Familiar Swing to Security Over Privacy After Attacks in France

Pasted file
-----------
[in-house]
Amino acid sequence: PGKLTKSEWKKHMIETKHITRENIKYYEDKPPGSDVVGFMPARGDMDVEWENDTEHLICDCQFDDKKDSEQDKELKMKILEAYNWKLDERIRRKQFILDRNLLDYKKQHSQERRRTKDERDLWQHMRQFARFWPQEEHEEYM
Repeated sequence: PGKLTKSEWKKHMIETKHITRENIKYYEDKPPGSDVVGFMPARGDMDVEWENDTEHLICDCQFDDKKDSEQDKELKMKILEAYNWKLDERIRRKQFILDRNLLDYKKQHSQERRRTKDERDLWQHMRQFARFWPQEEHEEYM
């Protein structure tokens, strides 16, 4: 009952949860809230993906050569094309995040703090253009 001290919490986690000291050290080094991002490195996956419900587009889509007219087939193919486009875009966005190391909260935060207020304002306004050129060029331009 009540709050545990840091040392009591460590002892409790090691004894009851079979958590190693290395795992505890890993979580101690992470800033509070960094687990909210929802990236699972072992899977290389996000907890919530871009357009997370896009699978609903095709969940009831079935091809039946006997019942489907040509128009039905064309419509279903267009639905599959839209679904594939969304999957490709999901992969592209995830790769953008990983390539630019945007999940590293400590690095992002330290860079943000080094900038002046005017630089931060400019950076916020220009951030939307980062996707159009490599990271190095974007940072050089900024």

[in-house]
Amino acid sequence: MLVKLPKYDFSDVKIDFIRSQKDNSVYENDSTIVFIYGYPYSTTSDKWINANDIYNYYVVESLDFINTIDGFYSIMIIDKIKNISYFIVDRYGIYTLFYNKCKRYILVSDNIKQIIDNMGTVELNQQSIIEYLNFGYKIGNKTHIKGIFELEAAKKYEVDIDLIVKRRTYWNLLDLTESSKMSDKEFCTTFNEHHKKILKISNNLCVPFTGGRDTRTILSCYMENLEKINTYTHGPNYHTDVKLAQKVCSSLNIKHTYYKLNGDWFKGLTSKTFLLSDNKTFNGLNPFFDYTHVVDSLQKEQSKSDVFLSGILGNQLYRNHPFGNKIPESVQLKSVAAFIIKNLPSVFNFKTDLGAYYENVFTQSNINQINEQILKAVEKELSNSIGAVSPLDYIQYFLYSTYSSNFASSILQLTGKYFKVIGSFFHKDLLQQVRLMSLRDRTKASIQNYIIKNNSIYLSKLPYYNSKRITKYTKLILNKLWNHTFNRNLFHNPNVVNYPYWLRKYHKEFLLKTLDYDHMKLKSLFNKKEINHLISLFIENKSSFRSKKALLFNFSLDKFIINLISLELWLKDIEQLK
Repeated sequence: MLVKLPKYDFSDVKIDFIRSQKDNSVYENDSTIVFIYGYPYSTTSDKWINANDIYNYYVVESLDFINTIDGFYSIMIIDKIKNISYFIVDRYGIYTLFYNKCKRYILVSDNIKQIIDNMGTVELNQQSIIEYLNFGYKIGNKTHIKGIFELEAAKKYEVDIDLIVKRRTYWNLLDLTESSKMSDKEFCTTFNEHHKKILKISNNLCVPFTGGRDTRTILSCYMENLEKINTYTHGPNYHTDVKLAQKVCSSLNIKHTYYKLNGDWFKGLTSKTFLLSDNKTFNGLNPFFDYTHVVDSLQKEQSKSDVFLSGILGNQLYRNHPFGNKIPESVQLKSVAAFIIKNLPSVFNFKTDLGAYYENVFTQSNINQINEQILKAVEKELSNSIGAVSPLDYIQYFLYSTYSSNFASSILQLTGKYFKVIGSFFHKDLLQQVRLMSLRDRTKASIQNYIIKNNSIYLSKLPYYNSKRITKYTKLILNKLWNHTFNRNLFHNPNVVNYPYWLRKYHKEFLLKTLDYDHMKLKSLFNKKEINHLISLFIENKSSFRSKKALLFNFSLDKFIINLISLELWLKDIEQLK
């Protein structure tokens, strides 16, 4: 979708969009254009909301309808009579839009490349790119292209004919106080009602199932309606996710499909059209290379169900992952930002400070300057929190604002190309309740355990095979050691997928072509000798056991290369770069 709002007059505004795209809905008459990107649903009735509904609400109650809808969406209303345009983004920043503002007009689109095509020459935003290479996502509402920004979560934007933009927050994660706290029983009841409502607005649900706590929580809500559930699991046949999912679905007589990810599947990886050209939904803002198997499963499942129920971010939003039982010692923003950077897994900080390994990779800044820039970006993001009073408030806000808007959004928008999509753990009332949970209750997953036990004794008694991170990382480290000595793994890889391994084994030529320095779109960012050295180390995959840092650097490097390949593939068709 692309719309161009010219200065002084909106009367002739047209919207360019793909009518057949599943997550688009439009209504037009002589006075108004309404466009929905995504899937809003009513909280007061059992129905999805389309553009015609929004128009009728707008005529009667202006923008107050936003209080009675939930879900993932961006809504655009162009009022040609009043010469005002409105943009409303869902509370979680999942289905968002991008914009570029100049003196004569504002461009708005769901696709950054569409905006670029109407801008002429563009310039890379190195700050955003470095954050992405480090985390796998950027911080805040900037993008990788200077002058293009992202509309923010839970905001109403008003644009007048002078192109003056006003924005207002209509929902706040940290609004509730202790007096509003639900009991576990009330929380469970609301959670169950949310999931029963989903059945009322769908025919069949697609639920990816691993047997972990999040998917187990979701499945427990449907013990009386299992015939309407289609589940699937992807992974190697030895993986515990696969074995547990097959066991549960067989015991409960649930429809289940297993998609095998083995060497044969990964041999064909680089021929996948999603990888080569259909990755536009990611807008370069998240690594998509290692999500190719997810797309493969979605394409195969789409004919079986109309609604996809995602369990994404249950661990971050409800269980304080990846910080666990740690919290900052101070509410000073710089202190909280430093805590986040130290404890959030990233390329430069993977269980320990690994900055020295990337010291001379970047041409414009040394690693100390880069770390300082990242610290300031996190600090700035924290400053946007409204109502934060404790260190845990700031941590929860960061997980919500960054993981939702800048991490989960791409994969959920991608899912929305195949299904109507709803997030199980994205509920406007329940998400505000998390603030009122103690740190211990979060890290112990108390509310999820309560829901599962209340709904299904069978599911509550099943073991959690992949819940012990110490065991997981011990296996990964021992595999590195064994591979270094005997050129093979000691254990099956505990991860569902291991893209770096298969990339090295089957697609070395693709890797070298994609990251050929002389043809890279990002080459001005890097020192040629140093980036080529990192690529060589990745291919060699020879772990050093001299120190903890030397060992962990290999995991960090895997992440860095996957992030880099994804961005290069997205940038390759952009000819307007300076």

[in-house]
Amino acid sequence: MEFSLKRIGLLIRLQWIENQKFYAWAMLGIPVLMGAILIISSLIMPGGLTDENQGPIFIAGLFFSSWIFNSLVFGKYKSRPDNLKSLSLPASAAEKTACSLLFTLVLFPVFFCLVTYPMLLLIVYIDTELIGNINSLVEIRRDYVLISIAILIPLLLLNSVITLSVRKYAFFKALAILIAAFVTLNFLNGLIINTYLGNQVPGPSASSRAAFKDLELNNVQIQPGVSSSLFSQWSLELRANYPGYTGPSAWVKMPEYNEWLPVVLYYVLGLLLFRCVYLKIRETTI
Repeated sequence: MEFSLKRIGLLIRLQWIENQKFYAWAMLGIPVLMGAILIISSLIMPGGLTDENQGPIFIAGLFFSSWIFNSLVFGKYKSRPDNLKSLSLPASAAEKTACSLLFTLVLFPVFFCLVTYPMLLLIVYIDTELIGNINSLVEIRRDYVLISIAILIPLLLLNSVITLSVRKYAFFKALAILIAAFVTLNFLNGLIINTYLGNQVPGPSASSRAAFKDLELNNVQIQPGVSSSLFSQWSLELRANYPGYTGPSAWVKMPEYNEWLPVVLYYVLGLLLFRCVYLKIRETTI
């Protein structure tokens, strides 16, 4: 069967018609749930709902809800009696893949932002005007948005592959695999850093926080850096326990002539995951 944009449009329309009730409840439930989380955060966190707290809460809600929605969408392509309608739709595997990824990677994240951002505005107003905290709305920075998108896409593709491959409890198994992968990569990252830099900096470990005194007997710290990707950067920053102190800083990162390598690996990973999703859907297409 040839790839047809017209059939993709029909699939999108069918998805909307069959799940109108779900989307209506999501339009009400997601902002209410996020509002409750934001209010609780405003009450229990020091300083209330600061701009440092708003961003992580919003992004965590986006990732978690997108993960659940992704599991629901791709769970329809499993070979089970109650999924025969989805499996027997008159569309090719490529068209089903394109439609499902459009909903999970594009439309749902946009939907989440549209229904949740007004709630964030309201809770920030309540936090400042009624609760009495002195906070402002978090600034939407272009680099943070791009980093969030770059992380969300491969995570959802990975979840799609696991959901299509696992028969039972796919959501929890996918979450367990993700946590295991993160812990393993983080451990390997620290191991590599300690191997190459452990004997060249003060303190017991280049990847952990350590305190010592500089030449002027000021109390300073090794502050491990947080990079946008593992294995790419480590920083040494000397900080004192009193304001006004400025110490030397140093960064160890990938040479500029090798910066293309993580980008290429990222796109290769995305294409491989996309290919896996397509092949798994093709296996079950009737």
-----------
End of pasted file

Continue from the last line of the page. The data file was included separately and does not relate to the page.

For two years after the revelations by Edward J. Snowden, Europe was awash in talk about American excesses in mass surveillance, objecting to how the National Security Agency swept up emails and phone conversations — even of political leaders like Chancellor Angela Merkel of Germany — in an American electronic net that seemed to envelop the Continent.But the past few months have helped clarify what much of Europe really objected to: the American involvement in that surveillance, not the net itself. Worried about Islamic extremists in its midst, Britain passed even more sweeping surveillance laws last summer. And in the wake of terrorist attacks in Paris in January, the French have begun what has become almost a rite of passage for Western nations since the Sept. 11, 2001, attacks in the United States, voting through the lower house of Parliament on Tuesday vastly expanded government powers to protect, and spy on, its own citizens.

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